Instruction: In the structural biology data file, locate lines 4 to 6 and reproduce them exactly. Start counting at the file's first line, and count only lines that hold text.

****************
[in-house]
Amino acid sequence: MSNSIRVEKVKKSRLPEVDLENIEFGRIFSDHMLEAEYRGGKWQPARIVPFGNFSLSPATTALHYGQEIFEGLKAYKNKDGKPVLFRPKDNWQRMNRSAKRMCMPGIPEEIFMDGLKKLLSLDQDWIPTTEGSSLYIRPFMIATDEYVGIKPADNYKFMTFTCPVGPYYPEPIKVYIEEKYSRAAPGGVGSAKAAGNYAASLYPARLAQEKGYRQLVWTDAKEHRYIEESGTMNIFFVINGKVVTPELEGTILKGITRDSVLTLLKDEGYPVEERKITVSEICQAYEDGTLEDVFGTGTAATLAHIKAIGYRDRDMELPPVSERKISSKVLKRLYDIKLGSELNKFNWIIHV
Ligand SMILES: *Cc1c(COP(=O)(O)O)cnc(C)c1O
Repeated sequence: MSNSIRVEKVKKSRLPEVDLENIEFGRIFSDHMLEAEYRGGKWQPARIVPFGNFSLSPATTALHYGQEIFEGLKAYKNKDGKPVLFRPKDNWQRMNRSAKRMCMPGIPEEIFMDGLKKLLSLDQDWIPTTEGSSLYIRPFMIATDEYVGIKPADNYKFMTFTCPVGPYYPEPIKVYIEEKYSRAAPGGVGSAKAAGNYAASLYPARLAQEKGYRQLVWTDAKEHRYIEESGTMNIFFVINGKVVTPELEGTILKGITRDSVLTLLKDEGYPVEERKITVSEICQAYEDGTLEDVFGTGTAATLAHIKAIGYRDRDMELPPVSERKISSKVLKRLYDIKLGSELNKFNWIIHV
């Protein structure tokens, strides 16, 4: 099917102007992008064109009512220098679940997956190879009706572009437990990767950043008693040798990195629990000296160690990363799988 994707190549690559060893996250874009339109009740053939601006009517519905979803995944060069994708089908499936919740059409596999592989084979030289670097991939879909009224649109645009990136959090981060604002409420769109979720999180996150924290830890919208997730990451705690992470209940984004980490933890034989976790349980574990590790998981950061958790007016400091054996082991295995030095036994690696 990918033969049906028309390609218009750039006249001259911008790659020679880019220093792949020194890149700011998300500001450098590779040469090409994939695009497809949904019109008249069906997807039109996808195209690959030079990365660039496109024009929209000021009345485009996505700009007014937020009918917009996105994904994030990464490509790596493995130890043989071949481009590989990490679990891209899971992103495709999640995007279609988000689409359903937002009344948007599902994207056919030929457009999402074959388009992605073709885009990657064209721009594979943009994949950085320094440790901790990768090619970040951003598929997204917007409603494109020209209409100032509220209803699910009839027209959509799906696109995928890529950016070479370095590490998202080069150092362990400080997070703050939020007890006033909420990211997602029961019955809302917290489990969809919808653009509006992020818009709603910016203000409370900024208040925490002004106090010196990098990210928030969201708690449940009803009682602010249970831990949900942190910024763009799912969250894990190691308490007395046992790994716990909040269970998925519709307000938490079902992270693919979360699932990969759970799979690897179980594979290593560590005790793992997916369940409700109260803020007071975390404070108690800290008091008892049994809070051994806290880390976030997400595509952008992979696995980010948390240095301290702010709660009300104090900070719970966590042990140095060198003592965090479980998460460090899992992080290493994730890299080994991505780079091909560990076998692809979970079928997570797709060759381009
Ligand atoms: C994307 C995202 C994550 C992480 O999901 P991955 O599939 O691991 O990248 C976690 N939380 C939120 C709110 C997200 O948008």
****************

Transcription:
Repeated sequence: MSNSIRVEKVKKSRLPEVDLENIEFGRIFSDHMLEAEYRGGKWQPARIVPFGNFSLSPATTALHYGQEIFEGLKAYKNKDGKPVLFRPKDNWQRMNRSAKRMCMPGIPEEIFMDGLKKLLSLDQDWIPTTEGSSLYIRPFMIATDEYVGIKPADNYKFMTFTCPVGPYYPEPIKVYIEEKYSRAAPGGVGSAKAAGNYAASLYPARLAQEKGYRQLVWTDAKEHRYIEESGTMNIFFVINGKVVTPELEGTILKGITRDSVLTLLKDEGYPVEERKITVSEICQAYEDGTLEDVFGTGTAATLAHIKAIGYRDRDMELPPVSERKISSKVLKRLYDIKLGSELNKFNWIIHV
């Protein structure tokens, strides 16, 4: 099917102007992008064109009512220098679940997956190879009706572009437990990767950043008693040798990195629990000296160690990363799988 994707190549690559060893996250874009339109009740053939601006009517519905979803995944060069994708089908499936919740059409596999592989084979030289670097991939879909009224649109645009990136959090981060604002409420769109979720999180996150924290830890919208997730990451705690992470209940984004980490933890034989976790349980574990590790998981950061958790007016400091054996082991295995030095036994690696 990918033969049906028309390609218009750039006249001259911008790659020679880019220093792949020194890149700011998300500001450098590779040469090409994939695009497809949904019109008249069906997807039109996808195209690959030079990365660039496109024009929209000021009345485009996505700009007014937020009918917009996105994904994030990464490509790596493995130890043989071949481009590989990490679990891209899971992103495709999640995007279609988000689409359903937002009344948007599902994207056919030929457009999402074959388009992605073709885009990657064209721009594979943009994949950085320094440790901790990768090619970040951003598929997204917007409603494109020209209409100032509220209803699910009839027209959509799906696109995928890529950016070479370095590490998202080069150092362990400080997070703050939020007890006033909420990211997602029961019955809302917290489990969809919808653009509006992020818009709603910016203000409370900024208040925490002004106090010196990098990210928030969201708690449940009803009682602010249970831990949900942190910024763009799912969250894990190691308490007395046992790994716990909040269970998925519709307000938490079902992270693919979360699932990969759970799979690897179980594979290593560590005790793992997916369940409700109260803020007071975390404070108690800290008091008892049994809070051994806290880390976030997400595509952008992979696995980010948390240095301290702010709660009300104090900070719970966590042990140095060198003592965090479980998460460090899992992080290493994730890299080994991505780079091909560990076998692809979970079928997570797709060759381009
Ligand atoms: C994307 C995202 C994550 C992480 O999901 P991955 O599939 O691991 O990248 C976690 N939380 C939120 C709110 C997200 O948008």